Mechanical Fruit Thinning Influences Fruit Quality, Yield, Return Fruit Set, and Cold Injury of Pecan

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  • 1 Department of Horticulture and Landscape Architecture, Oklahoma State University, Stillwater, OK 74078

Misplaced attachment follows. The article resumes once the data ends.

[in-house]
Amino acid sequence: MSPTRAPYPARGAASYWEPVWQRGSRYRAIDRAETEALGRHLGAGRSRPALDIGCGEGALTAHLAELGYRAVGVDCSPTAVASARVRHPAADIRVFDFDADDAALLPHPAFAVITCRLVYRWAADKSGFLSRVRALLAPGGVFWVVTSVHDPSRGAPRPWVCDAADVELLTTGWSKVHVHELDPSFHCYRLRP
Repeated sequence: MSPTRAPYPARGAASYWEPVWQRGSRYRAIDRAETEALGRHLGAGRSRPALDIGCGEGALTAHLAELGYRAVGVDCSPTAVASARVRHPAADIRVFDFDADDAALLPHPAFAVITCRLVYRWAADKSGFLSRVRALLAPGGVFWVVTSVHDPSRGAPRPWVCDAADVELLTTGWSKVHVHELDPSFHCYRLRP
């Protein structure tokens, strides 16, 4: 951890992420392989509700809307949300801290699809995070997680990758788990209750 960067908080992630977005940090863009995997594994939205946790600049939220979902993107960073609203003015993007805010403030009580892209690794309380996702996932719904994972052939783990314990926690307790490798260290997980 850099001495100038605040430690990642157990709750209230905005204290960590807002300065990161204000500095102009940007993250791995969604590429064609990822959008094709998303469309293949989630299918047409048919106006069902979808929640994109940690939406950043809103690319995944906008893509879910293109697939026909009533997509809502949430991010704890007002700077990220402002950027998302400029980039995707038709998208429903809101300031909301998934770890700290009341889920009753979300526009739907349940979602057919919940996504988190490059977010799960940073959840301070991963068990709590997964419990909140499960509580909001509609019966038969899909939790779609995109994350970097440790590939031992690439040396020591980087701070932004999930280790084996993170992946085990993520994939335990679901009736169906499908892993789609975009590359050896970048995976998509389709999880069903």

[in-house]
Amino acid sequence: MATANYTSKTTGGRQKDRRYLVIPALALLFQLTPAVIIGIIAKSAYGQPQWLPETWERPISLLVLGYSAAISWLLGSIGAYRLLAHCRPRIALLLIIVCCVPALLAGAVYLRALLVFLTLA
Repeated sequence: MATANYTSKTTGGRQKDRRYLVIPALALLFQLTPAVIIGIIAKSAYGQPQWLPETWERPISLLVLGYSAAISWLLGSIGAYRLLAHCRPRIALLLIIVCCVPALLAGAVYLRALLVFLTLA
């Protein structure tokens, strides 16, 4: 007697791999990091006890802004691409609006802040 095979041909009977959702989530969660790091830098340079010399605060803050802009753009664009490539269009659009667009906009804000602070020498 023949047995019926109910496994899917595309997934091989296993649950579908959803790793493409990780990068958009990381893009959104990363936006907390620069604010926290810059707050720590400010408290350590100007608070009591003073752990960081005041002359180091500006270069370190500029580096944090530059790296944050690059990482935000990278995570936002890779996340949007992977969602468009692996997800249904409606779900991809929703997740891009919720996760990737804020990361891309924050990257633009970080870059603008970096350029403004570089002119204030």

Pecan [Carya illinoinensis (Wangenh.) C. Koch] fruit were thinned from `Mohawk' trees in Oklahoma and `Giles' trees in Kansas with a mechanical trunk shaker. All trees bore an excessive crop load before shaking. Fruit thinning improved the kernel percentage, individual nut weight, and kernel grade of `Mohawk', but nut characteristics of `Giles' were not affected by fruit thinning. Cold injury, caused by a sudden temperature drop in November, was positively related to the percentage of fruiting shoots in both cultivars. Fruit set in 1992 was negatively related to the percentage of fruiting shoots in 1991 in both cultivars. Consistent annual fruit set could be induced in `Giles' by fruit thinning, but return fruit set in `Mohawk', even at high levels of thinning, was low. Fruit thinning reduced yield the year of thinning in both cultivars. Thus, `Mohawk' trees should be thinned so that 50% to 60% of shoots bearing fruit at mid-canopy height would remain, and `Giles' trees should be thinned similarly to 65% to 70%.

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